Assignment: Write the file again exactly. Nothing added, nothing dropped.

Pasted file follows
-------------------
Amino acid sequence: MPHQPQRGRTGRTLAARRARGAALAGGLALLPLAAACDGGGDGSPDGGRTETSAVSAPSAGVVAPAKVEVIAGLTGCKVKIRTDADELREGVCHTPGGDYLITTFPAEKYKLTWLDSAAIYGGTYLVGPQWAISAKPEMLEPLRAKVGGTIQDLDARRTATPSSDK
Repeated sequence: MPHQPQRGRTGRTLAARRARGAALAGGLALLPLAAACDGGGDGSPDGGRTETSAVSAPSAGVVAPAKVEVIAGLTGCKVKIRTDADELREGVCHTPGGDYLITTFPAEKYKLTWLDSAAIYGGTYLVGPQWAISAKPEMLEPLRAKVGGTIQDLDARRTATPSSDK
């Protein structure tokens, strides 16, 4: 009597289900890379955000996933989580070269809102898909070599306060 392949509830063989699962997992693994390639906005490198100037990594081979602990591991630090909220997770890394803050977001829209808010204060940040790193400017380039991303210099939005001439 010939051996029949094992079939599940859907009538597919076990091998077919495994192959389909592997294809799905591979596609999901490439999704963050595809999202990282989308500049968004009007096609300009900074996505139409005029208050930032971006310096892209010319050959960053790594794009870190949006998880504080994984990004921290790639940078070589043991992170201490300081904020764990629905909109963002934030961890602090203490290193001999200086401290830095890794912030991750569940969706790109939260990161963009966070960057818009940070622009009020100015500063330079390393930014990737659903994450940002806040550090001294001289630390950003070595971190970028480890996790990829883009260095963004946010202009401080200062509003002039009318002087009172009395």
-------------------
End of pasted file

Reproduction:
Amino acid sequence: MPHQPQRGRTGRTLAARRARGAALAGGLALLPLAAACDGGGDGSPDGGRTETSAVSAPSAGVVAPAKVEVIAGLTGCKVKIRTDADELREGVCHTPGGDYLITTFPAEKYKLTWLDSAAIYGGTYLVGPQWAISAKPEMLEPLRAKVGGTIQDLDARRTATPSSDK
Repeated sequence: MPHQPQRGRTGRTLAARRARGAALAGGLALLPLAAACDGGGDGSPDGGRTETSAVSAPSAGVVAPAKVEVIAGLTGCKVKIRTDADELREGVCHTPGGDYLITTFPAEKYKLTWLDSAAIYGGTYLVGPQWAISAKPEMLEPLRAKVGGTIQDLDARRTATPSSDK
């Protein structure tokens, strides 16, 4: 009597289900890379955000996933989580070269809102898909070599306060 392949509830063989699962997992693994390639906005490198100037990594081979602990591991630090909220997770890394803050977001829209808010204060940040790193400017380039991303210099939005001439 010939051996029949094992079939599940859907009538597919076990091998077919495994192959389909592997294809799905591979596609999901490439999704963050595809999202990282989308500049968004009007096609300009900074996505139409005029208050930032971006310096892209010319050959960053790594794009870190949006998880504080994984990004921290790639940078070589043991992170201490300081904020764990629905909109963002934030961890602090203490290193001999200086401290830095890794912030991750569940969706790109939260990161963009966070960057818009940070622009009020100015500063330079390393930014990737659903994450940002806040550090001294001289630390950003070595971190970028480890996790990829883009260095963004946010202009401080200062509003002039009318002087009172009395």